School of Medicine and Health Sciences Poster Presentations

Title

Authorized Agent Controlled Analgesia Improves Pain Control in Critically Ill Adult Patients

Poster Number

200

Document Type

Poster

Publication Date

3-2016

Abstract

Learning objectives: The efficacy and safety of authorized agent controlled analgesia (AACA), also known as patient controlled analgesia by proxy, is documented in the pediatric literature. Most adult intensive care units do not offer this therapy. This study evaluates the efficacy and safety of AACA in the critically ill adult patient.

Methods: A retrospective observational study was performed after an AACA protocol was introduced in a 42 bed mixed medical/surgical ICU. Patients requiring mechanical ventilation, frequent opioid dosing, or comfort care were independently placed on AACA by the ICU team. Nonverbal pain score and Richmond Agitation Sedation Severity Score (RASS) along with opioid and sedative use were abstracted 24 hours before and after intervention. Scores were compared using paired student t-tests. A mixed regression model adjusting for hour was used to control for change in pain over time. A random-effects mixed model was used to test whether the slope of pain scores differed from pre to post-AACA. A fixed effects mixed model was used to control for use of non-narcotic medications.

Results: Among the 46 patients studied, the mean number of pain score evaluations was 9.3±5.0 pre- and 10.4±4.5 post-AACA. Mean change in pain score was -3.4±2.0 (95% confidence interval -4.0 to -2.7). This represented a significant 70% drop in mean pain score (p<0.0001), from a pre-AACA mean of 4.8±1.8 to a post-AACA mean of 1.5±1.6. Examination of the slope of pain scores by hour found little change within the pre- and post-AACA period, with a large drop from pre- to post-AACA. Mean RASS score decreased significantly (-0.2±1.9 v -1.6±1.3, p<0.0001), but in the model controlling for use of sedatives and analgesic medications, the effect of AACA on pain scores (pre- vs post-) remained significant (p<0.0001). No patient required naloxone.

Conclusions: Use of AACA is associated with a significant reduction in pain scores in critically ill patients. Larger studies are warranted to confirm these findings.

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Presented at: GW Research Days 2016

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Authorized Agent Controlled Analgesia Improves Pain Control in Critically Ill Adult Patients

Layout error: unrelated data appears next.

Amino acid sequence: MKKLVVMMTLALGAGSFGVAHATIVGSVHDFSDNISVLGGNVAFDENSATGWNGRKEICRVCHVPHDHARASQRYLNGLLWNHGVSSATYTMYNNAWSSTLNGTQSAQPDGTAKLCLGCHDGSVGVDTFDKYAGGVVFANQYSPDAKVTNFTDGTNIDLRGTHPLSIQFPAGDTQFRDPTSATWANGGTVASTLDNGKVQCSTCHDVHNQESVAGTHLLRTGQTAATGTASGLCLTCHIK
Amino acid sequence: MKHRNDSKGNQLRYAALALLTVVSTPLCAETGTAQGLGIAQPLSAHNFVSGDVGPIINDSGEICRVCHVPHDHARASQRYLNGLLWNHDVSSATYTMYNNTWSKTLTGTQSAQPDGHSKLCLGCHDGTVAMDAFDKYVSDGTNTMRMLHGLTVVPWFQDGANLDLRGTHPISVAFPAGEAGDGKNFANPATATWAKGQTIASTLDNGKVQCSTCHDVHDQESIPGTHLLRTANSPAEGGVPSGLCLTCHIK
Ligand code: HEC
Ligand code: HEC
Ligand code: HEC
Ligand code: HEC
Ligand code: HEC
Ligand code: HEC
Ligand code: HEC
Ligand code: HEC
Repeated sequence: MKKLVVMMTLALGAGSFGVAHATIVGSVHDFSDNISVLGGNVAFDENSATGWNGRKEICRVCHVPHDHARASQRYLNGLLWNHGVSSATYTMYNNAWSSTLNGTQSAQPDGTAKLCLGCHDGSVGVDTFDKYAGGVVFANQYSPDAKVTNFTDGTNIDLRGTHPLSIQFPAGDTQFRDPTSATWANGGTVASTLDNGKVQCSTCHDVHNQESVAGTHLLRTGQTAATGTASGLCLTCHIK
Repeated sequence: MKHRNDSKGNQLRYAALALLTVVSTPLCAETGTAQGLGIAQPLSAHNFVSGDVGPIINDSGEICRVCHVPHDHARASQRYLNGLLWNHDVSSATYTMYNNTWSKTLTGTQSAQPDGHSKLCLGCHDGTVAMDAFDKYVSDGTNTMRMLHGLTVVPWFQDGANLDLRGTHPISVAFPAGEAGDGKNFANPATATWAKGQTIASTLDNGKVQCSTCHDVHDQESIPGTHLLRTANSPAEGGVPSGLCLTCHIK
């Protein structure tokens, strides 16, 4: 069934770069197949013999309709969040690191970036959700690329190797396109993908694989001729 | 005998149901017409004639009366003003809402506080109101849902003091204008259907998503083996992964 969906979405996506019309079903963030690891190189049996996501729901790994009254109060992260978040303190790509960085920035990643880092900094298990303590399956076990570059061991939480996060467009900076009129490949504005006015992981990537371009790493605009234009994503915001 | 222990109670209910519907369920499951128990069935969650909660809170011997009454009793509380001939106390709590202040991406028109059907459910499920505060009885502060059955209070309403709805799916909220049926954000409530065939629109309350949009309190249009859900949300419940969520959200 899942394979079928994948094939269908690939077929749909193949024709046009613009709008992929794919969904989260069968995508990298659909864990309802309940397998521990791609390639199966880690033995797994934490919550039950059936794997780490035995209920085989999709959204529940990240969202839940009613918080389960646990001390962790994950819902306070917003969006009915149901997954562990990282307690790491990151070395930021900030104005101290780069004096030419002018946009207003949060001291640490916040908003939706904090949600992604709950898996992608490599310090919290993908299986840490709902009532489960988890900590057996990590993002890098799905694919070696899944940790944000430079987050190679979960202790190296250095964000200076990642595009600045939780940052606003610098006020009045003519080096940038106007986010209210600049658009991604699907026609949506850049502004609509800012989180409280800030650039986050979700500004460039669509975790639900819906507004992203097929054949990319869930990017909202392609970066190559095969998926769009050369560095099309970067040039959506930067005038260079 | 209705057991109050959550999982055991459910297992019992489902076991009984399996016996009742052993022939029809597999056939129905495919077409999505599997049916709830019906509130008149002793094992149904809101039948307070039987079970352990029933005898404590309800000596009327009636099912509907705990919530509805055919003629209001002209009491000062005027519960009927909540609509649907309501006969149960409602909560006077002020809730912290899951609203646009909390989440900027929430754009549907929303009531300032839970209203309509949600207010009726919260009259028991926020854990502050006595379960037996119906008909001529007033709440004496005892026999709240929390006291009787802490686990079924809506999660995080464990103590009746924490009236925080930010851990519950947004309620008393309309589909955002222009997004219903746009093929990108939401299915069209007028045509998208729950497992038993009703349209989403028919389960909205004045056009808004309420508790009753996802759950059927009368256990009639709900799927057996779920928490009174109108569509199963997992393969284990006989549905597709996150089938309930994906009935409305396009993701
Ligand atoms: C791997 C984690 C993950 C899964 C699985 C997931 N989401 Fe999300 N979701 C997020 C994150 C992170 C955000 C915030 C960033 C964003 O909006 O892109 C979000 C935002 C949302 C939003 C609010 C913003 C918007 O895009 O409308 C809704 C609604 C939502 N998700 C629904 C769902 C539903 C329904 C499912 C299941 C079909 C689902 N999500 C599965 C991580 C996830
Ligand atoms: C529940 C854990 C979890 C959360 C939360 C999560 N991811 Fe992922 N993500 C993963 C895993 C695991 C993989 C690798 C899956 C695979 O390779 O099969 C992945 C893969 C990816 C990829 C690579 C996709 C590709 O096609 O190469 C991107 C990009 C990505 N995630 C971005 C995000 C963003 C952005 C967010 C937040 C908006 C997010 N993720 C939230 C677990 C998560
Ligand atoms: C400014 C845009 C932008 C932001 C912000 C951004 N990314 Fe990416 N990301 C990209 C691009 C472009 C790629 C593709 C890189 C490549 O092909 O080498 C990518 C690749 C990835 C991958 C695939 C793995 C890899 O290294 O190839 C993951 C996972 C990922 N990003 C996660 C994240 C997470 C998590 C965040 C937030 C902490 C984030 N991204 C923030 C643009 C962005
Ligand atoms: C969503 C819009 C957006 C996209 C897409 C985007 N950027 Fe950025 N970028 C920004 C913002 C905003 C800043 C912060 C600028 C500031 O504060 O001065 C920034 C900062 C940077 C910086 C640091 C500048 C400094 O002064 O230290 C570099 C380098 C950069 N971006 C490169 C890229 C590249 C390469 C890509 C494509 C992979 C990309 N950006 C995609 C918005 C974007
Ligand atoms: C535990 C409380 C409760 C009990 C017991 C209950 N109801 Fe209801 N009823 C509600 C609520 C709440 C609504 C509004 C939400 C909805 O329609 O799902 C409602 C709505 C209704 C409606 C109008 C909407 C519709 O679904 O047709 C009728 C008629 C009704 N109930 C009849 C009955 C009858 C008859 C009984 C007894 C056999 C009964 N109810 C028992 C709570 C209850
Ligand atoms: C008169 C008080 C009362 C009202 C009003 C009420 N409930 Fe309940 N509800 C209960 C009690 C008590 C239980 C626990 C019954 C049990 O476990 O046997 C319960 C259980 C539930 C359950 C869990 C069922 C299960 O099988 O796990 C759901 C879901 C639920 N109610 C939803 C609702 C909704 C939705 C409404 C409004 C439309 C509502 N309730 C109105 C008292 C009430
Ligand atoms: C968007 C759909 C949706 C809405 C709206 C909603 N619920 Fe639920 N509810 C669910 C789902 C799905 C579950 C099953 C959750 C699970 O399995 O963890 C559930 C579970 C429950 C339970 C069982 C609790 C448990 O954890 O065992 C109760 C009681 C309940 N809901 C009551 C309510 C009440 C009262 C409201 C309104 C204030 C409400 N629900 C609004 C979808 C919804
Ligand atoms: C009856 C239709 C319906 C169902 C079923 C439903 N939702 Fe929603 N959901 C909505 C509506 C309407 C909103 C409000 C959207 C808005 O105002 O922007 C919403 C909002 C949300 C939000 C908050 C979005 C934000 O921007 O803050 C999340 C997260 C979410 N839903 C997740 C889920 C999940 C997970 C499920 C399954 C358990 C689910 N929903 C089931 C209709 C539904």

Learning objectives: The efficacy and safety of authorized agent controlled analgesia (AACA), also known as patient controlled analgesia by proxy, is documented in the pediatric literature. Most adult intensive care units do not offer this therapy. This study evaluates the efficacy and safety of AACA in the critically ill adult patient.

Methods: A retrospective observational study was performed after an AACA protocol was introduced in a 42 bed mixed medical/surgical ICU. Patients requiring mechanical ventilation, frequent opioid dosing, or comfort care were independently placed on AACA by the ICU team. Nonverbal pain score and Richmond Agitation Sedation Severity Score (RASS) along with opioid and sedative use were abstracted 24 hours before and after intervention. Scores were compared using paired student t-tests. A mixed regression model adjusting for hour was used to control for change in pain over time. A random-effects mixed model was used to test whether the slope of pain scores differed from pre to post-AACA. A fixed effects mixed model was used to control for use of non-narcotic medications.

Results: Among the 46 patients studied, the mean number of pain score evaluations was 9.3±5.0 pre- and 10.4±4.5 post-AACA. Mean change in pain score was -3.4±2.0 (95% confidence interval -4.0 to -2.7). This represented a significant 70% drop in mean pain score (p<0.0001), from a pre-AACA mean of 4.8±1.8 to a post-AACA mean of 1.5±1.6. Examination of the slope of pain scores by hour found little change within the pre- and post-AACA period, with a large drop from pre- to post-AACA. Mean RASS score decreased significantly (-0.2±1.9 v -1.6±1.3, p<0.0001), but in the model controlling for use of sedatives and analgesic medications, the effect of AACA on pain scores (pre- vs post-) remained significant (p<0.0001). No patient required naloxone.

Conclusions: Use of AACA is associated with a significant reduction in pain scores in critically ill patients. Larger studies are warranted to confirm these findings.